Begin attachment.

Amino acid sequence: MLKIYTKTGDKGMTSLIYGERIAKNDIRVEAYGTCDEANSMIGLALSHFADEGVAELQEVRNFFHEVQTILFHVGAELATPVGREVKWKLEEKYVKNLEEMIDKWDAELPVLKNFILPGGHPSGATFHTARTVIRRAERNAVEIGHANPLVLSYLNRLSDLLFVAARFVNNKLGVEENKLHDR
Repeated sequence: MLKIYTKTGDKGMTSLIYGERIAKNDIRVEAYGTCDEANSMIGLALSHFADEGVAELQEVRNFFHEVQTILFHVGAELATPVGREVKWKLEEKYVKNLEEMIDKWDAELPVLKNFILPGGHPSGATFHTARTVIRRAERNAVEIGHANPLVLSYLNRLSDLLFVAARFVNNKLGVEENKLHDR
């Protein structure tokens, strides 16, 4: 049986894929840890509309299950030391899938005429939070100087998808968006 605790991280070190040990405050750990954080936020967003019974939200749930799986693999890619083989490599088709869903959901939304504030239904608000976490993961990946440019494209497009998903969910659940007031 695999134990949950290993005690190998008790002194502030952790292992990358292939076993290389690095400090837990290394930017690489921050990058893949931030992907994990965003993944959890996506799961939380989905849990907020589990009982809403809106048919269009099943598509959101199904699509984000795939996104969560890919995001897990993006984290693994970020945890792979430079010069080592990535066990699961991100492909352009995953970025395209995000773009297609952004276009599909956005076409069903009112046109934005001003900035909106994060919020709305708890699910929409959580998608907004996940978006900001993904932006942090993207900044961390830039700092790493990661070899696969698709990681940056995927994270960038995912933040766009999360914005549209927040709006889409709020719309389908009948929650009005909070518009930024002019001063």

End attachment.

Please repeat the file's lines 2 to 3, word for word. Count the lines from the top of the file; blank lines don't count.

Repeated sequence: MLKIYTKTGDKGMTSLIYGERIAKNDIRVEAYGTCDEANSMIGLALSHFADEGVAELQEVRNFFHEVQTILFHVGAELATPVGREVKWKLEEKYVKNLEEMIDKWDAELPVLKNFILPGGHPSGATFHTARTVIRRAERNAVEIGHANPLVLSYLNRLSDLLFVAARFVNNKLGVEENKLHDR
């Protein structure tokens, strides 16, 4: 049986894929840890509309299950030391899938005429939070100087998808968006 605790991280070190040990405050750990954080936020967003019974939200749930799986693999890619083989490599088709869903959901939304504030239904608000976490993961990946440019494209497009998903969910659940007031 695999134990949950290993005690190998008790002194502030952790292992990358292939076993290389690095400090837990290394930017690489921050990058893949931030992907994990965003993944959890996506799961939380989905849990907020589990009982809403809106048919269009099943598509959101199904699509984000795939996104969560890919995001897990993006984290693994970020945890792979430079010069080592990535066990699961991100492909352009995953970025395209995000773009297609952004276009599909956005076409069903009112046109934005001003900035909106994060919020709305708890699910929409959580998608907004996940978006900001993904932006942090993207900044961390830039700092790493990661070899696969698709990681940056995927994270960038995912933040766009999360914005549209927040709006889409709020719309389908009948929650009005909070518009930024002019001063």